showed statistically significant gains in science and literacy (writing) achievement, enhanced abilities to conduct science inquiry, and narrowing of achievement gaps (Cuevas et al., 2005; Lee et al., 2005).
Amaral, Garrison, and Klentschy (2002) examined professional development in promoting science and literacy with predominantly Spanish-speaking elementary school students as part of a district-wide local systemic reform initiative. Over 4 years, the inquiry-based science program gradually became available to all teachers at all elementary schools in the school district. They were provided with professional development, in-classroom professional support from resource teachers, and complete materials and supplies for all the science units. Results indicated that the science and literacy (writing) achievement of language-minority students increased in direct relation to the number of years they participated in the program.
Kahle and colleagues conducted a series of studies to examine the impact of standards-based teaching practices (i.e., extended inquiry, problem solving, open-ended questioning, and cooperative learning) on the science achievement and attitudes of urban black middle school students (Boone and Kahle, 1998; Kahle, Meece, and Scantlebury, 2000). As an NSF-supported statewide systemic initiative, the Ohio professional development programs consisted of 6-week summer institutes and six seminars during the academic year. The results indicate that professional development designed to enhance teachers’ content knowledge and use of standards-based teaching practices not only improved science achievement but also reduced inequities in achievement patterns for urban black students.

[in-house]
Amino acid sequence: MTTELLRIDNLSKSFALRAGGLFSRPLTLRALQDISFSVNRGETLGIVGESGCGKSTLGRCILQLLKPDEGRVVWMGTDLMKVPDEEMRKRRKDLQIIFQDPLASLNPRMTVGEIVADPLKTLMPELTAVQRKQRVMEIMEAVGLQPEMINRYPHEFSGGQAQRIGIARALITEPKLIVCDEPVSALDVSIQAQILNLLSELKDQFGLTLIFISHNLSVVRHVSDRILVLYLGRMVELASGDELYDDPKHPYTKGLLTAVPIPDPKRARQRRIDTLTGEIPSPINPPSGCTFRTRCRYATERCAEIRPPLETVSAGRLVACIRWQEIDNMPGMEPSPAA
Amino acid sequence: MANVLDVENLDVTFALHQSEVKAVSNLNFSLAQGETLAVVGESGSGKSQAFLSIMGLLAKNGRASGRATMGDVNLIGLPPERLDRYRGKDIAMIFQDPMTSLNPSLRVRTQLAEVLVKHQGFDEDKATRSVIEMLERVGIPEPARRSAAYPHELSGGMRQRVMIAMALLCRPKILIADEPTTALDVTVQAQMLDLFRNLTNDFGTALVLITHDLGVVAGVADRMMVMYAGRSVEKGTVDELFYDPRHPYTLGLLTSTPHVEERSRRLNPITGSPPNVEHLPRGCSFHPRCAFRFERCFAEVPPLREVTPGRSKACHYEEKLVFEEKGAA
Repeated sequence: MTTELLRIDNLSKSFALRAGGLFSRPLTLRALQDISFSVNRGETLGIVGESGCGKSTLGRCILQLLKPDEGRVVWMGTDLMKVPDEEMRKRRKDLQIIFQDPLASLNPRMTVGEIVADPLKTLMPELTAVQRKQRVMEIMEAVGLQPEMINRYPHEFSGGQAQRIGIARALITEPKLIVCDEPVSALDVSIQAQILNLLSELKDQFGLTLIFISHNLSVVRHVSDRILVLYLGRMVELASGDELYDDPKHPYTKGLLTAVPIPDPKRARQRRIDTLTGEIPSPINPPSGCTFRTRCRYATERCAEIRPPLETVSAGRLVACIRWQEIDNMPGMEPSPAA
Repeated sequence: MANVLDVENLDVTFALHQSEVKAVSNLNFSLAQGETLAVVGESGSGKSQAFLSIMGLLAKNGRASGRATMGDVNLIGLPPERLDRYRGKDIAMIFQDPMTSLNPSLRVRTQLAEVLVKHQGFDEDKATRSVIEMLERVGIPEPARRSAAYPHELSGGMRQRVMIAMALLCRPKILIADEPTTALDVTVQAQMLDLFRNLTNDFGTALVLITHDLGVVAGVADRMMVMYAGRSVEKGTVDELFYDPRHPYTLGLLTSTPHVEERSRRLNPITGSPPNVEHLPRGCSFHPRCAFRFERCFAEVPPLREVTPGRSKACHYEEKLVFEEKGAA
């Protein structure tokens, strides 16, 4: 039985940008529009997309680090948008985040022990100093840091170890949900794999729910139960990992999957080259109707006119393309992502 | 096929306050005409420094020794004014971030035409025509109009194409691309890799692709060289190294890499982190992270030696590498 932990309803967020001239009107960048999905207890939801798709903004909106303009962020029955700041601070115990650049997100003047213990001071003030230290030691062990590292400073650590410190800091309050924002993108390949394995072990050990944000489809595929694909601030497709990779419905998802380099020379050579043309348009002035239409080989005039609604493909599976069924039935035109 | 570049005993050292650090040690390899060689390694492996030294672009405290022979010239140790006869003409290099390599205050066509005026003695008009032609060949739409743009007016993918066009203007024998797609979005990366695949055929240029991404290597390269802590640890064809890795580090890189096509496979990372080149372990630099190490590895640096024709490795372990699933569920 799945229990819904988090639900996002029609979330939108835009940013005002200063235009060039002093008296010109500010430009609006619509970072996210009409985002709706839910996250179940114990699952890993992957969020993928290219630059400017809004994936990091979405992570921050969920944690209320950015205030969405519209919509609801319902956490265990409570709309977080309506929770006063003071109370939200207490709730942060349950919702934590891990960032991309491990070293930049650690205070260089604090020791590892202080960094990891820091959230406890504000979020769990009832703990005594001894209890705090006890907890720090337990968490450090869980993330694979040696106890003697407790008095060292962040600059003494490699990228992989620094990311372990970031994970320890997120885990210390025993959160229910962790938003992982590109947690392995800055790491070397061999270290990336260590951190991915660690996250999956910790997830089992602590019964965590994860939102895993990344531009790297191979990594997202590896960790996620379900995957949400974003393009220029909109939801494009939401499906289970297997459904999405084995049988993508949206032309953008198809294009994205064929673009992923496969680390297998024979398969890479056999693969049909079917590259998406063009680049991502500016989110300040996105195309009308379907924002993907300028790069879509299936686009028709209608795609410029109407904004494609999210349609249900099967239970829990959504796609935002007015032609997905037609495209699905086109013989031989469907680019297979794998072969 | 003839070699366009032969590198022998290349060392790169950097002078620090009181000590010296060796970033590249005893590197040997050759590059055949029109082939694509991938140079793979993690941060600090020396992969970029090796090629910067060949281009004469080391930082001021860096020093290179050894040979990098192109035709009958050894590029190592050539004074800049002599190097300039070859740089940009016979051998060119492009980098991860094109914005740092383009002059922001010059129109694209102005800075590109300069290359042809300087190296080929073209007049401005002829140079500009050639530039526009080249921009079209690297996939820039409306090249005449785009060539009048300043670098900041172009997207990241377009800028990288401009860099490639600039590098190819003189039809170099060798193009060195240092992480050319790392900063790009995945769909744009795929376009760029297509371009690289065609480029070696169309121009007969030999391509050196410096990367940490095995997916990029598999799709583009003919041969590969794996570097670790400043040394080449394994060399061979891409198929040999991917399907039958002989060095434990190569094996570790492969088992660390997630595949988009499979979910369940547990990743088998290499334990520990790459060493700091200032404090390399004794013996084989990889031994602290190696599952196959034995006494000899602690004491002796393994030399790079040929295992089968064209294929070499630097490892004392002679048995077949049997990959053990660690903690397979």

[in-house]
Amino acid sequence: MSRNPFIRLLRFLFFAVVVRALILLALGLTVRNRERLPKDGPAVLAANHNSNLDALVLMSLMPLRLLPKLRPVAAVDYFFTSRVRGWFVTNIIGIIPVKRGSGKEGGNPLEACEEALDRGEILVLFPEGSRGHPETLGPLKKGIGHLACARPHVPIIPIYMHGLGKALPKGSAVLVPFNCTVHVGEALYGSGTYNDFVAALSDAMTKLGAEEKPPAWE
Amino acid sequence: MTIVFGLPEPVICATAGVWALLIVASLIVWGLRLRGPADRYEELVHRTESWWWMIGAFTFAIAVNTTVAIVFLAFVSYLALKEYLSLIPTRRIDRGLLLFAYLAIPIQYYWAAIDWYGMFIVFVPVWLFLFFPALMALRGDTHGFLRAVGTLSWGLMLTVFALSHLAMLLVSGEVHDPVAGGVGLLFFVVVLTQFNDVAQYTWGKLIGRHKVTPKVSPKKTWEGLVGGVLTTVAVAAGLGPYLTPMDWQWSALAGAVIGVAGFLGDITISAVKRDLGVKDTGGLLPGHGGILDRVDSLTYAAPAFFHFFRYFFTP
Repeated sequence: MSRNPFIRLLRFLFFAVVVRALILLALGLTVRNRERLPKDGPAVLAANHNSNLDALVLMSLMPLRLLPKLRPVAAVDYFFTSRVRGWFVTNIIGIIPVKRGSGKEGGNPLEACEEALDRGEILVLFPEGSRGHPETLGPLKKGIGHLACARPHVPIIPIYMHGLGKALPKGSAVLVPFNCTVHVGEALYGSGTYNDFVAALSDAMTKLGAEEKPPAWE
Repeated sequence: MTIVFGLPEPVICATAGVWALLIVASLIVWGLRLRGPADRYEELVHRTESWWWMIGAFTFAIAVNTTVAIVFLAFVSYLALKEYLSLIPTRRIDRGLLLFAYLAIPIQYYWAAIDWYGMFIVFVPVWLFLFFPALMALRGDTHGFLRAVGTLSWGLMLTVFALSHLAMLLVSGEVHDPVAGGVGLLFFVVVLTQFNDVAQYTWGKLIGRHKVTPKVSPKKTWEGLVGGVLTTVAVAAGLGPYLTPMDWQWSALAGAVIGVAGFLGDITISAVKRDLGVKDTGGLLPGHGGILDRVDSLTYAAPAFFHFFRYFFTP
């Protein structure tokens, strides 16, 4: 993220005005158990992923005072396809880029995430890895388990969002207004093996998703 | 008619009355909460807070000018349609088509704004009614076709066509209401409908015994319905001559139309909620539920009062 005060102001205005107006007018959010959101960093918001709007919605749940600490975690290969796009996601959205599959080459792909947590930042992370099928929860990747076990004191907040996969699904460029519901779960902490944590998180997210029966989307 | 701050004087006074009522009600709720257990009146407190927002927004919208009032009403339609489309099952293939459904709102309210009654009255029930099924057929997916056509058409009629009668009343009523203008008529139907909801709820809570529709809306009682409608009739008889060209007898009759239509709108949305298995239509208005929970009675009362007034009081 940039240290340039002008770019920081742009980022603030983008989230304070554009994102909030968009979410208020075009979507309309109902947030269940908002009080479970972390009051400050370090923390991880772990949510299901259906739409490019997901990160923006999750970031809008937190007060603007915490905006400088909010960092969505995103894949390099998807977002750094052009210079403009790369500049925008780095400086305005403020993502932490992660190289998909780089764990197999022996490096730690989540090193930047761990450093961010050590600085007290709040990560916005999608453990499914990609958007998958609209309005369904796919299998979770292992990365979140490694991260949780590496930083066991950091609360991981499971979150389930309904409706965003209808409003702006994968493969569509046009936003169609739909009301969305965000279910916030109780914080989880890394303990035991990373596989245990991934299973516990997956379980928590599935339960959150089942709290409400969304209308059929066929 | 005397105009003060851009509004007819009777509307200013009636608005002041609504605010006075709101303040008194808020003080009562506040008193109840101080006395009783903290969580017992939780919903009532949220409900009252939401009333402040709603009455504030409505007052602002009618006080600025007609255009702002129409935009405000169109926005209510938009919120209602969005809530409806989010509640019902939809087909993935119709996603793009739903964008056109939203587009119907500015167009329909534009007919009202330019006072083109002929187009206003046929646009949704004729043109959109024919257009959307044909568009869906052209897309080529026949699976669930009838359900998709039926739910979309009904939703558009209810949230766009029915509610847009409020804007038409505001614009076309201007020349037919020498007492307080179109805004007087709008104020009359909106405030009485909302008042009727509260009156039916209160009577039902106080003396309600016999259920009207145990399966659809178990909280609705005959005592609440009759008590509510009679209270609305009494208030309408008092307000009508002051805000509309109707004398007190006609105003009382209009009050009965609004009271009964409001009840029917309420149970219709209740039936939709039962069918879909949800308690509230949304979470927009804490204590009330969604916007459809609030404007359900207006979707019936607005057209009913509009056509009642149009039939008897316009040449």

These studies suggest that, despite disagreement among researchers on the specific qualities of science instruction that advance student learning with diverse student populations, given opportunities to learn a range of new strategies for teaching these students, teachers can improve their practice and improve student learning. However, the relative benefits of one approach over another are not clear and will need to be examined.
School leaders may opt to invest in a cadre of specialized science educators—science specialists, teacher leaders, coaches, mentors, demonstration teachers, lead teachers—rather than, or in conjunction with, organized forms of teacher opportunities to learn described above. We use the term “science specialist” to capture varied arrangements of organizing and distributing teacher expertise (Loucks-Horsley et al., 1998; Lieberman, 1992). District staff or principals may make decisions about how they spend their time and what responsibilities they assume, or science specialists themselves may use their own professional judgment in determining to do so. Subject matter specialist teachers may serve as leaders of groups of teachers—working with